February 20, 2024

Rhyme in Reading-Ready

In our preschool pre-literacy class, Reading-Ready, our little learners are diving into rhyming!  In the picture above, we're saying, seeing, and even touching, one of the entertaining and tactile rhino rhymes ("grumpy" and "bumpy") from our weekly featured book called Rhymoceros.

What is Rhyming?

Rhyming is an early phonological awareness skill that focuses on the matching sounds in words.  If words share the same middle and ending sounds, they rhyme.  For example...

Clap, slap, chap, strap, cap, flap, snap, and map all rhyme.  


Because they all end in “ap!”  

Whether it’s heard in a recited nursery rhyme like Jack and Jill... or sprinkled in a classic Dr. Seuss book... or sung in a silly tune such as "Down by the Bay," rhyming brings delight and captures the interest and attention of children.  Not only is rhyming fun, but it's also a beginning step to building more complex phonological awareness skills essential to reading and writing.

Ways to Practice Rhyming

Here are some ways we build phonological awareness through rhyming instruction in Reading-Ready:

  • Listening to Rhymes
    • Listening to books that contain accurate rhymes while giving emphasis to the rhyming words (The mouse painted his house.)
  • Repeating Rhymes
    • Repeating pairs of rhyming words (e.g., house/mouse, fat/mat)
    • Repeating the ending and middle sounds that are the same in rhyming words (e.g., ouse- for house/mouse, at- for fat/mat)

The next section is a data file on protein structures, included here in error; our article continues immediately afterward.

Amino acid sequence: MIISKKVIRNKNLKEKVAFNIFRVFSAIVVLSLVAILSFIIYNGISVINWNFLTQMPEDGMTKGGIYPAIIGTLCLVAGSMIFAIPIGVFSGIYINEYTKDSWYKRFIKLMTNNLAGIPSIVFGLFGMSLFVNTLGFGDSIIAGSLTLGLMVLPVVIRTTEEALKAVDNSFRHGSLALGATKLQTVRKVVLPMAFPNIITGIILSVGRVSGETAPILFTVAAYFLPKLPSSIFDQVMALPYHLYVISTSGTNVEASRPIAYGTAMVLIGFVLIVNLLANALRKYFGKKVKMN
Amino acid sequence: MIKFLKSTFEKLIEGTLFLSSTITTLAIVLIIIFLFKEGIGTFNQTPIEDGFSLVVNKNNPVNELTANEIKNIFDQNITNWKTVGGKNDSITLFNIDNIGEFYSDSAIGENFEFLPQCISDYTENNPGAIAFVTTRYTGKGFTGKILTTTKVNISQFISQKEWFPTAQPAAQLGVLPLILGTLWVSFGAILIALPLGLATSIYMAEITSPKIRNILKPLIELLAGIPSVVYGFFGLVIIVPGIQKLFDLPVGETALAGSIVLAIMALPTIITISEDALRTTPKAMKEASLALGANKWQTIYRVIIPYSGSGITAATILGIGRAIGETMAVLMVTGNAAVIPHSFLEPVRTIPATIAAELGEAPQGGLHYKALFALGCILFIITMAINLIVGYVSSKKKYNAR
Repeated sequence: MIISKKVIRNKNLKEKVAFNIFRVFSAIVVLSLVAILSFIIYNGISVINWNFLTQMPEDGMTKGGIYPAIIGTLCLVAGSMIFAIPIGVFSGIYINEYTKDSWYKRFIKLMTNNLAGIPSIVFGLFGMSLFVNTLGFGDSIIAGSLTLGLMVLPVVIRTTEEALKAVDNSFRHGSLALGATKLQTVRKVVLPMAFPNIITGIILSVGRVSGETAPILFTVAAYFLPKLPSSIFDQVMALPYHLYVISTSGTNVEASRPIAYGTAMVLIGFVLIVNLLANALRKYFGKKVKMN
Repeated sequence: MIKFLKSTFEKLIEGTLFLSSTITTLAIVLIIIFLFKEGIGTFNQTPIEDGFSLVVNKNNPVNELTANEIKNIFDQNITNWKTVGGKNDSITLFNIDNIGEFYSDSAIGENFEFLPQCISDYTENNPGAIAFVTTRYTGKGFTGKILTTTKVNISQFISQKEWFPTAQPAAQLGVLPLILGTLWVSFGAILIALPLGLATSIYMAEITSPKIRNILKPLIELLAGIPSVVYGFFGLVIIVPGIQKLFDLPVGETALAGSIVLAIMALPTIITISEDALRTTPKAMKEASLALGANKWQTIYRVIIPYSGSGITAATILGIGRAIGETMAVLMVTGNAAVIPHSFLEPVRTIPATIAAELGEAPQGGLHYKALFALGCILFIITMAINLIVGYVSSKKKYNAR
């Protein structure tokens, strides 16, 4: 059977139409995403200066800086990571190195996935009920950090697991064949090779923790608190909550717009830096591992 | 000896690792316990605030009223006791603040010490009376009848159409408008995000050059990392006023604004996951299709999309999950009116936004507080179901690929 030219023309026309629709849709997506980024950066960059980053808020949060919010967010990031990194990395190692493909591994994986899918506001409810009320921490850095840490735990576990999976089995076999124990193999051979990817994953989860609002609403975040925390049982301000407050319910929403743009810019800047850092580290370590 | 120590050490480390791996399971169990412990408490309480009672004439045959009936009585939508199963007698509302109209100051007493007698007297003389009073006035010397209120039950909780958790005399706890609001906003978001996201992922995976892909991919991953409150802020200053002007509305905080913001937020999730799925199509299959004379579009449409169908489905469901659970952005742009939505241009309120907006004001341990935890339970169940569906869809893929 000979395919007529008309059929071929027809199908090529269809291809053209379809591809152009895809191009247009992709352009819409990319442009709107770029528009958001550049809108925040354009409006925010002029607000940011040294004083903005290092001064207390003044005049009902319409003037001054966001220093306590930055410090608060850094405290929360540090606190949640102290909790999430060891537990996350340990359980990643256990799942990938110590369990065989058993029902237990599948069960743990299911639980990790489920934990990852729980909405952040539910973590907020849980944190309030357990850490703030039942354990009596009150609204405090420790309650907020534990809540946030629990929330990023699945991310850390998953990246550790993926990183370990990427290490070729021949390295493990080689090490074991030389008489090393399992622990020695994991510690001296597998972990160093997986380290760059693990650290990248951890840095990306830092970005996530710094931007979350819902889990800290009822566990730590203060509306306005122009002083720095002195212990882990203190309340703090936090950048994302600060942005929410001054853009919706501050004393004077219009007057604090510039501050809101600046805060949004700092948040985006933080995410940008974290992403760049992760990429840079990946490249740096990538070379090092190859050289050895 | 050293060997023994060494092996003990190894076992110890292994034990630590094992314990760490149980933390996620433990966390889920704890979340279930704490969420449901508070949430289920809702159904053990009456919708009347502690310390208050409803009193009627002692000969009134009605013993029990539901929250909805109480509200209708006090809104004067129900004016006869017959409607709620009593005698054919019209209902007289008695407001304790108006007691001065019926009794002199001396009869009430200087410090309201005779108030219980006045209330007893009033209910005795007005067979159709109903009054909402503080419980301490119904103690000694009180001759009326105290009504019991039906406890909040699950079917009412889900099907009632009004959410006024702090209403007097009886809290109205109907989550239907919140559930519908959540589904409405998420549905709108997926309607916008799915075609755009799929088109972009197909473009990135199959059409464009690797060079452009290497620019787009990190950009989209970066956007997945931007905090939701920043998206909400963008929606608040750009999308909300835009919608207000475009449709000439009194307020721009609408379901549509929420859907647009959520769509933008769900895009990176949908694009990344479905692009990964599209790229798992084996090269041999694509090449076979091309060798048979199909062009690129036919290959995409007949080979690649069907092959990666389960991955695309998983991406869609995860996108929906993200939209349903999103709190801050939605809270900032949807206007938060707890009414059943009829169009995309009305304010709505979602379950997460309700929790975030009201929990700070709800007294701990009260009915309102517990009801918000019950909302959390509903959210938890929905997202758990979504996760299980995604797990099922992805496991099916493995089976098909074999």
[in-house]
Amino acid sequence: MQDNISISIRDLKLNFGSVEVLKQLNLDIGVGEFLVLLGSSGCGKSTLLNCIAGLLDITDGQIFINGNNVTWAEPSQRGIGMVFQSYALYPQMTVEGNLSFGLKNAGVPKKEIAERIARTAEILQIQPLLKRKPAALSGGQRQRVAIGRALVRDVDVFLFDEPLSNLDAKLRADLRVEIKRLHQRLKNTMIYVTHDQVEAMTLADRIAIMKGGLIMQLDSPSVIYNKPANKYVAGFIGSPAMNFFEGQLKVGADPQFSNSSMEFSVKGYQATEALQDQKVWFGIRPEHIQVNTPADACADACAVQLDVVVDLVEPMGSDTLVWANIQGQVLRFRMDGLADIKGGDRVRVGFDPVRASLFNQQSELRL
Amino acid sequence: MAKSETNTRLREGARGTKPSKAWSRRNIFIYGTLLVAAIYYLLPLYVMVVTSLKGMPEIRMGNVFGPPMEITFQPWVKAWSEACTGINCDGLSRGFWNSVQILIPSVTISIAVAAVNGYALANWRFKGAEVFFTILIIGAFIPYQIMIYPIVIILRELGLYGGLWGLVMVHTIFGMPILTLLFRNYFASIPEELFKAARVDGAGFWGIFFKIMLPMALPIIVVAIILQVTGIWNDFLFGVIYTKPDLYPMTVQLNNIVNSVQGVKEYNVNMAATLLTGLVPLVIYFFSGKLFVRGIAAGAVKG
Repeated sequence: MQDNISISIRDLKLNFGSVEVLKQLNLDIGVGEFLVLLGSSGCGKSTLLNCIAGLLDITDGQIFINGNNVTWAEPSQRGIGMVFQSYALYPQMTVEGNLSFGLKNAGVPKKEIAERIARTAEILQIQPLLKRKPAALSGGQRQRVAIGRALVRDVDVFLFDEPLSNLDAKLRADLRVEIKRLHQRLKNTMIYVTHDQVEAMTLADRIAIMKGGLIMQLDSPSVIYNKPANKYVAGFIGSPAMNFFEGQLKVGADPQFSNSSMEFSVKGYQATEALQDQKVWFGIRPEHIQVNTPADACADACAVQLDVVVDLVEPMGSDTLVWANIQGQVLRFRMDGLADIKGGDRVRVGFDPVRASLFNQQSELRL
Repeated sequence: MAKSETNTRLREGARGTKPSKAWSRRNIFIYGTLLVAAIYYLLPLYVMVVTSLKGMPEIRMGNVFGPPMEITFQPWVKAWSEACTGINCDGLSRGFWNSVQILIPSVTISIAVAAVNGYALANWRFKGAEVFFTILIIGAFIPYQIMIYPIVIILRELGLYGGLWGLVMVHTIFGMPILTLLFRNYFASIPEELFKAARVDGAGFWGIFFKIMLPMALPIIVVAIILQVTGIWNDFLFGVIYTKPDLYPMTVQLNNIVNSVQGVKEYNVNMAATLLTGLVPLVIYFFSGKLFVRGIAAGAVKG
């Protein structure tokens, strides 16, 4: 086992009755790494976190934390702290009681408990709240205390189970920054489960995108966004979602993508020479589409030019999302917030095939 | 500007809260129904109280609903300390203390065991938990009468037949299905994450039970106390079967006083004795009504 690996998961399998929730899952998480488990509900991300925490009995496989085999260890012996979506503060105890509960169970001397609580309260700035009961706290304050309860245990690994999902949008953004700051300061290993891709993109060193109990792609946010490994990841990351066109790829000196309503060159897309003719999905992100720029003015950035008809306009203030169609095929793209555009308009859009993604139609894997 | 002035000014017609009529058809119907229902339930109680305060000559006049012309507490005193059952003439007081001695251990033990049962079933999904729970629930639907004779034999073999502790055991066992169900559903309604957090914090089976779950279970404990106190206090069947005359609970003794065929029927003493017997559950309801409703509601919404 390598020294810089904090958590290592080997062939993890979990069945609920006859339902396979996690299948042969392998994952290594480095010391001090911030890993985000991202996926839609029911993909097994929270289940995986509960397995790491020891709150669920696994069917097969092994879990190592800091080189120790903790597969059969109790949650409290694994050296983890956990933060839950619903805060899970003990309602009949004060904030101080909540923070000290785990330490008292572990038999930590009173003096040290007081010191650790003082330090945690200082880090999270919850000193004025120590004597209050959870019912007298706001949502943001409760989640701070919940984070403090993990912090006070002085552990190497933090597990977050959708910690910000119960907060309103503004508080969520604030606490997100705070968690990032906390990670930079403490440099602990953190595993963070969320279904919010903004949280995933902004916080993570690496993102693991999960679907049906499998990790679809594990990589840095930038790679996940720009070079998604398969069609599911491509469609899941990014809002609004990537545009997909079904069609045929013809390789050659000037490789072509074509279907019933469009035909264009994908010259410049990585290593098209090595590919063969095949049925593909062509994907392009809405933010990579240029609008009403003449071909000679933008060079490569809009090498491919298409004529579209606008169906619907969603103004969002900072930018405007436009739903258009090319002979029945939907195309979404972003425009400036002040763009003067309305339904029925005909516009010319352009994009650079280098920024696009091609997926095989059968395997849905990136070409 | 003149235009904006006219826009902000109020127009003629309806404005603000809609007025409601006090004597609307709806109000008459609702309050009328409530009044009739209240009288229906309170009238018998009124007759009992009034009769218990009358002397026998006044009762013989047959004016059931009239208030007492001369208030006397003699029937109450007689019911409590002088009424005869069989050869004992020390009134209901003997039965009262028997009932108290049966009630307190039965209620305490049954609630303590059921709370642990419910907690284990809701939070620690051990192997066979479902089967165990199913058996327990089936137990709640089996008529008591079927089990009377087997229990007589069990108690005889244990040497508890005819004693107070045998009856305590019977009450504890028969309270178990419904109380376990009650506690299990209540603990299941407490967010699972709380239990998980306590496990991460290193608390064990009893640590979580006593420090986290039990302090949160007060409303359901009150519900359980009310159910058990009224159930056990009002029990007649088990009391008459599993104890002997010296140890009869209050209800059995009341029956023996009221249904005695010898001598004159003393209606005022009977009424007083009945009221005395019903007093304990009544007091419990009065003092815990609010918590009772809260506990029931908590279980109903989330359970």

• Identifying Rhymes and Discriminating Rhymes from Non-Rhymes
    • Listening to word pairs and determining if they rhyme (e.g., house/mouse- rhyming, fat/pizza- NOT rhyming)
    • Given a group of words, finding the one that does NOT rhyme (e.g., house, firefighter, mouse)
    • Given a word, finding its rhyme among a group of words (e.g., Find the rhyme for fat.  Tractor, window, slide, mat, lemonade.
    • Repeating short sentences and identifying which words rhyme  (e.g., Mouse sat on the house.)
  • Explaining Rhymes
    • Explaining why word pairs rhyme or not (e.g., House and mouse rhyme because they both end with “ouse.”  Fat and pizza do NOT rhyme because their middle and ending sounds, “at” and “izza,” do NOT sound the same.)
  • Creating Rhymes
    • Given a word, producing a word (or made-up word) that rhymes (e.g., Rhymes for fat: cat, splat, sat, flat, mat, bat, dat, gat, hat, lat, zat, chat, knat, etc.)
    • Coming up with two or more words (or made-up words) that rhyme (e.g., mouse, house, bouse, fouse, chouse, etc.)

Continue the Rhyme Time

Hopefully these skills and examples will give you fresh ideas for how to incorporate the amusement of rhyming into your dinner conversations, car ride music selections, or bedtime story routines!

- Johanna Sims, M.S., CCC-SLP

Pulling Out Items from Our Mystery Bag to Find Rhymes

Thumbs Up if Animal Pictures from Our Book Rhyme and Thumbs Down if They Don't Rhyme 

Identifying Rhyming Words in Sentences from Our Story

Using Rhymes to Build a Potato Head Together

More from the Blog